Self Portrait 

by Edward J. Fraughton

Price: $9,500
Status: Available
Size: 24 inches high
Edition: 50
Media: Cast Bronze 

The United States of America was forever changed by the completion of the transcontinental railroad at Promontory Point, Utah, on May 10, 1869. Geographically, the railroad unified from ocean to ocean a nation recovering from the Civil War. The railroad allowed transcontinental travel from Omaha to San Francisco, which typically required 4 1/2 months overland prior to its construction, to be reduced to approximately one week.

This great achievement could scarcely have been accomplished without the Chinese laborer. During the 1860ís, as many as 15,000 laborers were imported from China to work on the Central Pacific line from San Francisco to Utah. Working their way through the California Sierras represented a superhuman achievement requiring long deep fills through passes, a complex system of wooden trestles, and countless miles of snow sheds to protect the trains and tracks from impenetrable snow falls and avalanches. Perhaps the most daunting task of the small-framed, but muscular oriental workers was the construction of 15 tunnels through solid granite mountains. Throughout the ordeal, the Chinese remained healthier than the Irish, Swedes, Italians, Greeks and other workers because they kept to themselves, boiled all their water for tea, and employed their own cooks to prepare meals from their own native food, to which they were accustomed.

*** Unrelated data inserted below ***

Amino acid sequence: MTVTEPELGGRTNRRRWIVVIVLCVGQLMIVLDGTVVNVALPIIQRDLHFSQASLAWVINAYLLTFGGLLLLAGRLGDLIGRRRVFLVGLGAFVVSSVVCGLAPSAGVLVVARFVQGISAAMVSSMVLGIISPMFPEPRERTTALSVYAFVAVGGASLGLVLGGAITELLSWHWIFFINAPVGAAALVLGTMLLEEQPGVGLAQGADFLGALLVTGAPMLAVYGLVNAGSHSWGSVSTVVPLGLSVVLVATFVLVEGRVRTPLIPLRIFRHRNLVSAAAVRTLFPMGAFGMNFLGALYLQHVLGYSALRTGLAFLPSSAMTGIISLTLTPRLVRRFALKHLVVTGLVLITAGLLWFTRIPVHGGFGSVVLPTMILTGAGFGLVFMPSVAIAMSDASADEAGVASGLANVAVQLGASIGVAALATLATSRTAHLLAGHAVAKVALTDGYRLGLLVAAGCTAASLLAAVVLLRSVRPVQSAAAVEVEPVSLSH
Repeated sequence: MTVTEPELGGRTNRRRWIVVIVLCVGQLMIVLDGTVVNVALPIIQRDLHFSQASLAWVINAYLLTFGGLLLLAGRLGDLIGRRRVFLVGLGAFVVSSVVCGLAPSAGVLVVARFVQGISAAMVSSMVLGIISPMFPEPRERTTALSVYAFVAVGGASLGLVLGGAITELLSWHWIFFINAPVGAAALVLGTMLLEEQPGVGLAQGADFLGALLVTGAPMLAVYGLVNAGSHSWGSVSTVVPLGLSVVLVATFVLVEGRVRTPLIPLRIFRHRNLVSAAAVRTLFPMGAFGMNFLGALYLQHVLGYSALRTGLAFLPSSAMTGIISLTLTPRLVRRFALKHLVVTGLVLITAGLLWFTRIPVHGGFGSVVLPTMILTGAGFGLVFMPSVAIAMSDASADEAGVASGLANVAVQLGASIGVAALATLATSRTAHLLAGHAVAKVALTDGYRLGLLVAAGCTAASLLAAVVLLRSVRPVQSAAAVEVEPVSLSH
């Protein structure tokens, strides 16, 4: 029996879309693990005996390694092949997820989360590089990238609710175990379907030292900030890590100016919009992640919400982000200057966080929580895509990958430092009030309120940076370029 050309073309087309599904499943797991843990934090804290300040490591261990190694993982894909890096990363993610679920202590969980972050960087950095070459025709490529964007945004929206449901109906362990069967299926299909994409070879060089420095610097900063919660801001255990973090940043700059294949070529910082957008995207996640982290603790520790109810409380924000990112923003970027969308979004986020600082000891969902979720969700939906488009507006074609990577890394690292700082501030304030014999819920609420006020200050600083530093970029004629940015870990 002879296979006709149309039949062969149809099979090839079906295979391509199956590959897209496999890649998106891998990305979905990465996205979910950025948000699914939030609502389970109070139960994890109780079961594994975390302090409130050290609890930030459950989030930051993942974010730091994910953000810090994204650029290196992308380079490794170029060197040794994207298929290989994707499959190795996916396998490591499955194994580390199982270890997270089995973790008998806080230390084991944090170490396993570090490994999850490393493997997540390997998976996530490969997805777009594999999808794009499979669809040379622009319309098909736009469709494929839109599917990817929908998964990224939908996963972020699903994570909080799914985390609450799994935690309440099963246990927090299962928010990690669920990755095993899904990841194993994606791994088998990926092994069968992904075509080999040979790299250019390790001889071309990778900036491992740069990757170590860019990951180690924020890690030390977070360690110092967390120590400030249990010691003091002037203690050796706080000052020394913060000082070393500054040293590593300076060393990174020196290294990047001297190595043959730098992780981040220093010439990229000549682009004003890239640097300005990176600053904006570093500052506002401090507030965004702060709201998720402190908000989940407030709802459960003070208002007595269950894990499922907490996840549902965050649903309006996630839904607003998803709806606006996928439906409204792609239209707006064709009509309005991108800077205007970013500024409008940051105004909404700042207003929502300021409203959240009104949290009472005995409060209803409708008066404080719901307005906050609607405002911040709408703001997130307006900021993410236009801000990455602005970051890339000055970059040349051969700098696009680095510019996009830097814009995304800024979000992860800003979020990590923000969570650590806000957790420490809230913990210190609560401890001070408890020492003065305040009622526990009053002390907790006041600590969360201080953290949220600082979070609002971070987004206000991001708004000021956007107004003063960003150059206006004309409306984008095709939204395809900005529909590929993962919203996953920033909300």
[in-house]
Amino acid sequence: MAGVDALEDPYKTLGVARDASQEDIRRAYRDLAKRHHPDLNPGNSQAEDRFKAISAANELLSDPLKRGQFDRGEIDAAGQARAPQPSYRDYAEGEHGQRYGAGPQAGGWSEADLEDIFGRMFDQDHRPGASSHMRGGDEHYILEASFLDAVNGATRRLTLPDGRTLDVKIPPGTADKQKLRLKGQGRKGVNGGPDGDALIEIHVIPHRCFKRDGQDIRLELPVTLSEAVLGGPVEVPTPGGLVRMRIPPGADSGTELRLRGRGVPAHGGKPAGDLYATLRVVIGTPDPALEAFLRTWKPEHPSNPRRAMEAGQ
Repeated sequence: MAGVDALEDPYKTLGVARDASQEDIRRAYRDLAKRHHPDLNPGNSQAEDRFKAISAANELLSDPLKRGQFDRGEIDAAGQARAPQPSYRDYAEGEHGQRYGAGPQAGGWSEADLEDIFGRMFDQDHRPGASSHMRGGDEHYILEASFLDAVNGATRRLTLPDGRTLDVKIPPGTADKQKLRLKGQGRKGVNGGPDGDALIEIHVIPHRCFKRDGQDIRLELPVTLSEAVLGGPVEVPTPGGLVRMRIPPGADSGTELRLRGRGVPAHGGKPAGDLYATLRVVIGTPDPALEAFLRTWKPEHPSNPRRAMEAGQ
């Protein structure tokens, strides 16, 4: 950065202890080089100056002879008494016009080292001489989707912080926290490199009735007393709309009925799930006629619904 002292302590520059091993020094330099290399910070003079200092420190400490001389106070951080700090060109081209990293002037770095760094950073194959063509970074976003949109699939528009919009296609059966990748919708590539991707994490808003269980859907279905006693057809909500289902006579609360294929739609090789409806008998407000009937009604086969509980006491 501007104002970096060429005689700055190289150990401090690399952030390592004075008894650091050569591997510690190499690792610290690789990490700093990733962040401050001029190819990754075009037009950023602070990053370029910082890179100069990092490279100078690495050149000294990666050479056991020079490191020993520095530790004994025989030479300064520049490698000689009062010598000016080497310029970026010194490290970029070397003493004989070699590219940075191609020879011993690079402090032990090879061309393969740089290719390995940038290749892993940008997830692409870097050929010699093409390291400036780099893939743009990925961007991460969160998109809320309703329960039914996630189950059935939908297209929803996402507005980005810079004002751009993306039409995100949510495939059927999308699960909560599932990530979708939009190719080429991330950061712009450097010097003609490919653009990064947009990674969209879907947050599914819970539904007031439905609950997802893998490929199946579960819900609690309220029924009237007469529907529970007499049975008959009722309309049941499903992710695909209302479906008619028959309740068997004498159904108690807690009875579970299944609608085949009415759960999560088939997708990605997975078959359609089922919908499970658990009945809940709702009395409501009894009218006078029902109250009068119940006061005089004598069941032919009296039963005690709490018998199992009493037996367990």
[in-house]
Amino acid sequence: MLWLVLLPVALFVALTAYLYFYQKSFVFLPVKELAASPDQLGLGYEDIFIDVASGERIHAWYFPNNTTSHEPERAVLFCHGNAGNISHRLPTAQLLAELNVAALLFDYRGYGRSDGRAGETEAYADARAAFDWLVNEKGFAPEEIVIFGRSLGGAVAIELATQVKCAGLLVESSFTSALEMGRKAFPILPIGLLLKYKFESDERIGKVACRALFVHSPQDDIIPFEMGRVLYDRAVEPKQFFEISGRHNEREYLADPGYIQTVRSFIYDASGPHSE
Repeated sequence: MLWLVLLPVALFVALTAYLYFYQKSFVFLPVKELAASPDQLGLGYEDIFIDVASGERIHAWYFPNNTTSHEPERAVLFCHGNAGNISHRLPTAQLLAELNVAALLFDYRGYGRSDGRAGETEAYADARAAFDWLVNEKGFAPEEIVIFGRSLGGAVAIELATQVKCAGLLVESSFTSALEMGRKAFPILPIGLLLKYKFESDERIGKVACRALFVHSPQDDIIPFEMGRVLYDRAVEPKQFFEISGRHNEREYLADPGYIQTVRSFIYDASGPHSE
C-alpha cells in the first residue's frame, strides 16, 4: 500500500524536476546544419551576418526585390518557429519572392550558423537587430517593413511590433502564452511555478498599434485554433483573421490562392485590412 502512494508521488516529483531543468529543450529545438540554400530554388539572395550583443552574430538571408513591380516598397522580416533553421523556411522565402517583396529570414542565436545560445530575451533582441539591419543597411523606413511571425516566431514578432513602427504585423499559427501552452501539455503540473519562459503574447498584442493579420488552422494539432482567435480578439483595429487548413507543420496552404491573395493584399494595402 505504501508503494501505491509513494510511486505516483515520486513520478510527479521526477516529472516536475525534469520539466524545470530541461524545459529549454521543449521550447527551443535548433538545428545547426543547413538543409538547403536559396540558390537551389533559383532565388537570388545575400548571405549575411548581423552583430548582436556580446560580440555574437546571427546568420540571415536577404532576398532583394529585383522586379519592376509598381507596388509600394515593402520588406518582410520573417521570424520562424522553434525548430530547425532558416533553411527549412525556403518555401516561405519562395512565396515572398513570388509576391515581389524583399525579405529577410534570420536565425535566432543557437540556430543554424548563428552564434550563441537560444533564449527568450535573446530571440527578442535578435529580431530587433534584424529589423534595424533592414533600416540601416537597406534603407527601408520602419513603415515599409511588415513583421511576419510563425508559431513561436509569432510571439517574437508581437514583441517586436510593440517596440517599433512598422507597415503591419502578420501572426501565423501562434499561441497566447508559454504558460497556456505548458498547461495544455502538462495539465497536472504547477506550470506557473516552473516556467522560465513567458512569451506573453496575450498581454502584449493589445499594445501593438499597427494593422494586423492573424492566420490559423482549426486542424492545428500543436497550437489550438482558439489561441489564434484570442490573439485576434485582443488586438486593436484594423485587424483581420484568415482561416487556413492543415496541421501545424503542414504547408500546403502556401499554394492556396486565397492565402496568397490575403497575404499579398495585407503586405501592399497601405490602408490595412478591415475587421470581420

Because of their great achievement, the Chinese were asked to lay the last rail to join east and west at the official Driving of the Golden Spike ceremony at Promontory. I was particularly honored to be selected to portray in sculpture this epic tale of the Chinese in the development of the American West.

Bitter Strength was commissioned for the Ogden Union Station Museum located in Ogden, Utah. Another casting in the series was purchased and is on display in the permanent collection of the California Library Association on the State Capitol grounds in Sacramento, California.

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Copyright © 2006 Edward J. Fraughton All Rights Reserved